Are Home Equity Lines of Credit Tax Deductible?

A home-equity line of credit, or HELOC, can be used to cover all manner of liquidity needs, from property improvements and tuition to emergency expenses and even debt consolidation. But because of the Tax Cuts and Jobs Act, homeowners can now deduct the interest on such loans only if the proceeds are used to “buy, build or substantially improve” a qualified residence.

These newfound limitations may prompt homeowners to consider other financing methods when needing quick access to cash. “Home-equity lines of credit may still make sense for many borrowers,” says Tony Sachs, vice president of lending products and strategy at Charles Schwab Bank, “but today it’s wiser than ever to consider all the options before making a decision.”

One such alternative is a Pledged Asset Line (PAL), in which investors borrow against the value of their nonretirement assets rather than liquidating them.

“Establishing a PAL can be a great way to build in some flexibility for expected or unexpected expenses,” says Tony, who notes that such funds can be borrowed, repaid and re-borrowed as needed. While the interest paid on a PAL isn’t tax-deductible, rates may be more competitive than those for home-equity lines of credit.

Note, however, that pledged asset lending involves a high degree of risk:

  • If the value of your collateral declines, you may need to deposit more cash or securities to avoid a default.
  • Your pledged securities could be sold without your consent, which could result in tax consequences.
  • And the proceeds must be used for a lawful purpose, may not be used to purchase securities or pay down margin loans, and may not be deposited into a Schwab brokerage account.
     

Another option is a cash-out refinance, in which homeowners borrow enough against the equity in their home to cover the existing mortgage, plus additional funds. Though cash-outs tend to command higher interest rates than a more conventional refinance, the interest on the loan may be tax-deductible—depending on its purpose—up to certain limits based on the total size of the loan. Be sure to consult with a tax professional or financial advisor as you weigh your options.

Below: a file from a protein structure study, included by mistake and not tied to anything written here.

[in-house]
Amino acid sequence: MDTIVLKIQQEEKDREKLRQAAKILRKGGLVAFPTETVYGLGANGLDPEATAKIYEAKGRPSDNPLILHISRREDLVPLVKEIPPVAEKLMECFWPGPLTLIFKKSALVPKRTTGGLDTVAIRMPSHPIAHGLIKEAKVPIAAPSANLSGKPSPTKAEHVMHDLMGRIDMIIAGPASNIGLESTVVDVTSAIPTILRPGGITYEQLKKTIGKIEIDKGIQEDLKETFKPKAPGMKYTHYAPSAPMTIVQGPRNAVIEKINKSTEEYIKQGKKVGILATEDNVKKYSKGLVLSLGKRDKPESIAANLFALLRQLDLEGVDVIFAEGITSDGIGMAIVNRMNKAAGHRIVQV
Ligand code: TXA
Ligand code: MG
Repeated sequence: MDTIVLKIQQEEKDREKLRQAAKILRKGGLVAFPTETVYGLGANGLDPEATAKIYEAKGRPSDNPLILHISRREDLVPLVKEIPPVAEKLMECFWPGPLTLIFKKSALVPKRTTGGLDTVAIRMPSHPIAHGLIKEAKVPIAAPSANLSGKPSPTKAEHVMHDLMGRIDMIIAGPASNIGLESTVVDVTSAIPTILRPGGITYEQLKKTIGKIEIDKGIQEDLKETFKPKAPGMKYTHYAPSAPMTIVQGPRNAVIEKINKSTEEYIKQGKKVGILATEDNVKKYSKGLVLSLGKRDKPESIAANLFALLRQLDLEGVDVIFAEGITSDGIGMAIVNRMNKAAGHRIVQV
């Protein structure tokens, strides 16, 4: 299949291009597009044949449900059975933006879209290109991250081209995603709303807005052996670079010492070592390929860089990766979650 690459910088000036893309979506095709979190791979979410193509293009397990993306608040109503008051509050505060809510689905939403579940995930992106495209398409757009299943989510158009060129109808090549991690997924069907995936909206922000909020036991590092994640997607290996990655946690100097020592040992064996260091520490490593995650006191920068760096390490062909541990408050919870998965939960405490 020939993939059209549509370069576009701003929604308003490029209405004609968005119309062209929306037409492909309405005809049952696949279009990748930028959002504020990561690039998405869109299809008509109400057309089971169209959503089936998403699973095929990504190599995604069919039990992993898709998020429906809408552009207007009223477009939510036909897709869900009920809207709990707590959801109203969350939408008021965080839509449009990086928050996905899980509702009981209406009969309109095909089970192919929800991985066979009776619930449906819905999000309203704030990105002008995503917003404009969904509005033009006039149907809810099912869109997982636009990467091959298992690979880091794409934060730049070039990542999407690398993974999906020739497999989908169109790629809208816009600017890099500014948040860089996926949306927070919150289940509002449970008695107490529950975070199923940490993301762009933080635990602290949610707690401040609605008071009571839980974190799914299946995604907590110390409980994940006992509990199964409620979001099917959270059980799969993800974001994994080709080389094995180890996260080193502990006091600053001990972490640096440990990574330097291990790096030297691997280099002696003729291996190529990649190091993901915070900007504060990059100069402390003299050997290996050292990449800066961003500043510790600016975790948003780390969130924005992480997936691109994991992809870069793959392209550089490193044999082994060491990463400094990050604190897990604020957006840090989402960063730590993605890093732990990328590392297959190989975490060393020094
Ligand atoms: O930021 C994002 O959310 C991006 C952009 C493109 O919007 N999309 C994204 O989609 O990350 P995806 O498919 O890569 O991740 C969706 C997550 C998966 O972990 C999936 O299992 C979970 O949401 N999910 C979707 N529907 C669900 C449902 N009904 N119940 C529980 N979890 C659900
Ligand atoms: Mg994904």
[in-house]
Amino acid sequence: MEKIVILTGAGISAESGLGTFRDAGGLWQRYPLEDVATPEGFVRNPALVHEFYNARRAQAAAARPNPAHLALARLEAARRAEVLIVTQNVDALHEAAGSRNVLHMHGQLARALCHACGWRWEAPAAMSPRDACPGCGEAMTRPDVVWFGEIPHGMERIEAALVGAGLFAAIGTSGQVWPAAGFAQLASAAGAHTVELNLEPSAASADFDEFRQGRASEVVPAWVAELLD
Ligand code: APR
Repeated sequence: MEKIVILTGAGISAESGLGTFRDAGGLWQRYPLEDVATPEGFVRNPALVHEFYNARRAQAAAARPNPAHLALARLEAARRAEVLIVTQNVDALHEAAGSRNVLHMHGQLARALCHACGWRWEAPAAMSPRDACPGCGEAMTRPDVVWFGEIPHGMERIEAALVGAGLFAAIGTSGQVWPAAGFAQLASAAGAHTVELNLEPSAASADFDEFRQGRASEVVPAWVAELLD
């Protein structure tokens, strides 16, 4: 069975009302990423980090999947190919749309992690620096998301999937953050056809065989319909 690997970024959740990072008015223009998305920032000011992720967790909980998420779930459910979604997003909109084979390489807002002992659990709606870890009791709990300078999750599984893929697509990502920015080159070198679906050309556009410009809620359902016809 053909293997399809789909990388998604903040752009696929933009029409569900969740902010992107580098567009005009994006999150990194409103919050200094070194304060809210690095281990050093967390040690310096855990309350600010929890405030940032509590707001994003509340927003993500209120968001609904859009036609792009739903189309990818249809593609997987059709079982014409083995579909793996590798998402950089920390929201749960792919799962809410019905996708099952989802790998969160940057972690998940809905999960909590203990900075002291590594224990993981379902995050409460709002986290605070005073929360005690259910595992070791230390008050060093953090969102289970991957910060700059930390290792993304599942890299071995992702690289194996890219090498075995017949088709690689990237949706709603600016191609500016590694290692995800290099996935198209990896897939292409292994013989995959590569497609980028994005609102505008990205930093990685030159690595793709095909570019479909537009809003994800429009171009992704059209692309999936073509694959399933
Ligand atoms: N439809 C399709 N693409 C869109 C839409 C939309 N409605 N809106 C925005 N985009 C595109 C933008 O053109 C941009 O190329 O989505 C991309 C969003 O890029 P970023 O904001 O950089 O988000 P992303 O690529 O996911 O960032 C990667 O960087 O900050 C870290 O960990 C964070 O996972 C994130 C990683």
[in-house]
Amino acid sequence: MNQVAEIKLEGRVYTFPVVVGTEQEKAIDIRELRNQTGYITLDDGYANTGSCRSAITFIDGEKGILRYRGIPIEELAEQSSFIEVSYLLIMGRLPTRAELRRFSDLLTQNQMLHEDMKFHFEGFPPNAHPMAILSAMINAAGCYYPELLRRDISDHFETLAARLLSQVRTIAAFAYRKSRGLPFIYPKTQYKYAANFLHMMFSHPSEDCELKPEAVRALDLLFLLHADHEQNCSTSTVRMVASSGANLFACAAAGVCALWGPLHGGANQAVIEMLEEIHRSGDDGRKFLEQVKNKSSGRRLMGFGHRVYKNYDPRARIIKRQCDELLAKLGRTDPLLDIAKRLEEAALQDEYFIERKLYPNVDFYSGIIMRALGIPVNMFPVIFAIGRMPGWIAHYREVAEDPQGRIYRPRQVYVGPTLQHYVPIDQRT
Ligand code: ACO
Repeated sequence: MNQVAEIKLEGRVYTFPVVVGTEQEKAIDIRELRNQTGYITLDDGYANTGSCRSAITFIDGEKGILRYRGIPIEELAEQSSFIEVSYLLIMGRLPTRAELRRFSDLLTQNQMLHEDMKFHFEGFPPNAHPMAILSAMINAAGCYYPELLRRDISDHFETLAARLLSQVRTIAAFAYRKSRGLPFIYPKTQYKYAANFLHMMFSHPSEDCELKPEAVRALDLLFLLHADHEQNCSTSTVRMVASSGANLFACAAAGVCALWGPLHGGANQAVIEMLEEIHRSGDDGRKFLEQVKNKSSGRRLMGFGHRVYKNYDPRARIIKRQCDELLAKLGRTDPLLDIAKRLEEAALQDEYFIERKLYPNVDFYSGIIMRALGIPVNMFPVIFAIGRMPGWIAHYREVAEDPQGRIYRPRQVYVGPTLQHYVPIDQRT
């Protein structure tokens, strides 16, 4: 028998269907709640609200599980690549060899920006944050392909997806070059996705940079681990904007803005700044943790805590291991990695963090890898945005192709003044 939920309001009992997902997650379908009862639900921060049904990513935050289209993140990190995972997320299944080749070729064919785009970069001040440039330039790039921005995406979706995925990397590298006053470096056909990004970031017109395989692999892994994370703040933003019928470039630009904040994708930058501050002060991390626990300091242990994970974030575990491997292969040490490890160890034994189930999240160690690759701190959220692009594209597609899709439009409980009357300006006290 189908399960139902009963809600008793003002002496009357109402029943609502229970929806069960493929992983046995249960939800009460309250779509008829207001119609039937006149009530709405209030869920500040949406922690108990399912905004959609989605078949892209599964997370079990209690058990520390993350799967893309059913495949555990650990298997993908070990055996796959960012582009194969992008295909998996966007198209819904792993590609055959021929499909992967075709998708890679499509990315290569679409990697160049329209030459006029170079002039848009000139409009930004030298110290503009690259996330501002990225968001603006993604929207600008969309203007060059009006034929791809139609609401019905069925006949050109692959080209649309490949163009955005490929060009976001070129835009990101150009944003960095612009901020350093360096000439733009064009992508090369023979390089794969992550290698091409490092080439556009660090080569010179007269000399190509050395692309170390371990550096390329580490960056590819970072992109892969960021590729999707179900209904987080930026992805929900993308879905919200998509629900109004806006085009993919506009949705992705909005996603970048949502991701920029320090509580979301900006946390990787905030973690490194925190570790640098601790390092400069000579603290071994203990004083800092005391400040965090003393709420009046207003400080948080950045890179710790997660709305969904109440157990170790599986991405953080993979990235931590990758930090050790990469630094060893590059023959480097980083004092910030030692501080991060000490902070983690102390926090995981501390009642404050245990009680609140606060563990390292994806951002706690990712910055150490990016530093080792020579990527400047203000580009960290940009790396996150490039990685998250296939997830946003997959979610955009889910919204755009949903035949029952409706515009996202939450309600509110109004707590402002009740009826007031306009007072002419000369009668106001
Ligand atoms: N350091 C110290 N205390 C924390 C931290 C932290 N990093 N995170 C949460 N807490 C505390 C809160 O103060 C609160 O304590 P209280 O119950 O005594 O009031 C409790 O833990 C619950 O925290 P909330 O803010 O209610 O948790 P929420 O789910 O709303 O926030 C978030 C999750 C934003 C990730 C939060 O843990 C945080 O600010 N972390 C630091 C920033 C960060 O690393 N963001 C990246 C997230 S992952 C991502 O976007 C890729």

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The information provided here is for general informational purposes only and should not be considered an individualized recommendation or personalized investment advice. The investment strategies mentioned here may not be suitable for everyone. Each investor needs to review an investment strategy for his or her own particular situation before making any investment decision.

All expressions of opinion are subject to change without notice in reaction to shifting market conditions. Data contained herein from third-party providers is obtained from what are considered reliable sources. However, its accuracy, completeness or reliability cannot be guaranteed.

Examples provided are for illustrative purposes only and not intended to be reflective of results you can expect to achieve.

Schwab Bank requires that the assets pledged as collateral for the Pledged Asset Line be held in a separate Pledged Asset Account (“PAASB”) maintained at Charles Schwab & Co., Inc. (“Schwab”). Schwab Bank establishes collateral requirements regarding the type of assets, value of assets, and concentration of assets that are required to be maintained in the PAASB as collateral for the Pledged Asset Line, and reserves the right to change the requirements from time to time.

Charles Schwab & Co., Inc. and Charles Schwab Bank are separate but affiliated companies and subsidiaries of The Charles Schwab Corporation. Brokerage products are offered by Charles Schwab & Co., Inc., Member SIPC. Deposit and lending products and services are offered by Charles Schwab Bank, Member FDIC and an Equal Housing Lender.